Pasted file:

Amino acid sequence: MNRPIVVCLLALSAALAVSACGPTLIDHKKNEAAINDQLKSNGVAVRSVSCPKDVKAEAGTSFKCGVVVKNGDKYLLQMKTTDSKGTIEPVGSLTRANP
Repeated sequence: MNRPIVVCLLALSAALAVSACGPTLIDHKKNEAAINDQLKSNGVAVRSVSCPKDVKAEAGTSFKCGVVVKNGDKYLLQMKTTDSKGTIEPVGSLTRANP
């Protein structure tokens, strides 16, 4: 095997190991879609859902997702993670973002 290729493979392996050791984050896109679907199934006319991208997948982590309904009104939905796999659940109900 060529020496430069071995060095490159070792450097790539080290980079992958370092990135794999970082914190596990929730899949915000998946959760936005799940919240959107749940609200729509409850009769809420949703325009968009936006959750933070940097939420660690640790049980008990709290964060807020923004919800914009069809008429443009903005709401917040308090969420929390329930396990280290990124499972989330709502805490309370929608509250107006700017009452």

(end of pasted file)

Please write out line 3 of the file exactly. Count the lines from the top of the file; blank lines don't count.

């Protein structure tokens, strides 16, 4: 095997190991879609859902997702993670973002 290729493979392996050791984050896109679907199934006319991208997948982590309904009104939905796999659940109900 060529020496430069071995060095490159070792450097790539080290980079992958370092990135794999970082914190596990929730899949915000998946959760936005799940919240959107749940609200729509409850009769809420949703325009968009936006959750933070940097939420660690640790049980008990709290964060807020923004919800914009069809008429443009903005709401917040308090969420929390329930396990280290990124499972989330709502805490309370929608509250107006700017009452």